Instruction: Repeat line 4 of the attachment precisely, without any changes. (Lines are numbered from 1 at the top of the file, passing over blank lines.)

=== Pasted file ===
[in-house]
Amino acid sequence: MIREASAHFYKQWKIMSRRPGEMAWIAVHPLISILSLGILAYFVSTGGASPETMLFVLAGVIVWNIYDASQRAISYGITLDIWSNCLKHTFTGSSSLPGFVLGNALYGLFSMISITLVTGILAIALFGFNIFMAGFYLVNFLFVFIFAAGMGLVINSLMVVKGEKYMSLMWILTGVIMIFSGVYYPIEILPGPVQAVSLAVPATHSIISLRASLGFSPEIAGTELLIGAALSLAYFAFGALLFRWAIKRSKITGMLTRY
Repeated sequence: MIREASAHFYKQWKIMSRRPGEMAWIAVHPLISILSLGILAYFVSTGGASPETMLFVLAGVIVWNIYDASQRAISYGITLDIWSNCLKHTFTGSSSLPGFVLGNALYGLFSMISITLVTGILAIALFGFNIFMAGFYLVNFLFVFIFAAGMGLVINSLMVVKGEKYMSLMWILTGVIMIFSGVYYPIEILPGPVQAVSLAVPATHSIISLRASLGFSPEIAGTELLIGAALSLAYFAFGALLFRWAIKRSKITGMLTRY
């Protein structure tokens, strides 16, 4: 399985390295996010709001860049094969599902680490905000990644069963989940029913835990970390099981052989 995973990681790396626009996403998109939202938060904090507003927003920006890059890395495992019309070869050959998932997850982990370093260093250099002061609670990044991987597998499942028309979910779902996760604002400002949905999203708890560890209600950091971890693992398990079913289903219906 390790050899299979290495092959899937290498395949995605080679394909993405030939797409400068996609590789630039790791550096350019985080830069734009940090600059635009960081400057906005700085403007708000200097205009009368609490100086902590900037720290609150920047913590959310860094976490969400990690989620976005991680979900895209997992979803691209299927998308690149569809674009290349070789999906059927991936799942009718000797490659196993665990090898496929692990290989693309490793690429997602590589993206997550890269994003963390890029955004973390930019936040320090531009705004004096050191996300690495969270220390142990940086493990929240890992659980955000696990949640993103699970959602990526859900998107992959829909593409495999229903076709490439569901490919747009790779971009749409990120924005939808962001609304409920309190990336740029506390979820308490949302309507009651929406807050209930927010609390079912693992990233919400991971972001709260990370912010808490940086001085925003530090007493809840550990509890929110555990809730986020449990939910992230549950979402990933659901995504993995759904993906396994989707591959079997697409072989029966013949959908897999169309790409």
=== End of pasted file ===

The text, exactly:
């Protein structure tokens, strides 16, 4: 399985390295996010709001860049094969599902680490905000990644069963989940029913835990970390099981052989 995973990681790396626009996403998109939202938060904090507003927003920006890059890395495992019309070869050959998932997850982990370093260093250099002061609670990044991987597998499942028309979910779902996760604002400002949905999203708890560890209600950091971890693992398990079913289903219906 390790050899299979290495092959899937290498395949995605080679394909993405030939797409400068996609590789630039790791550096350019985080830069734009940090600059635009960081400057906005700085403007708000200097205009009368609490100086902590900037720290609150920047913590959310860094976490969400990690989620976005991680979900895209997992979803691209299927998308690149569809674009290349070789999906059927991936799942009718000797490659196993665990090898496929692990290989693309490793690429997602590589993206997550890269994003963390890029955004973390930019936040320090531009705004004096050191996300690495969270220390142990940086493990929240890992659980955000696990949640993103699970959602990526859900998107992959829909593409495999229903076709490439569901490919747009790779971009749409990120924005939808962001609304409920309190990336740029506390979820308490949302309507009651929406807050209930927010609390079912693992990233919400991971972001709260990370912010808490940086001085925003530090007493809840550990509890929110555990809730986020449990939910992230549950979402990933659901995504993995759904993906396994989707591959079997697409072989029966013949959908897999169309790409």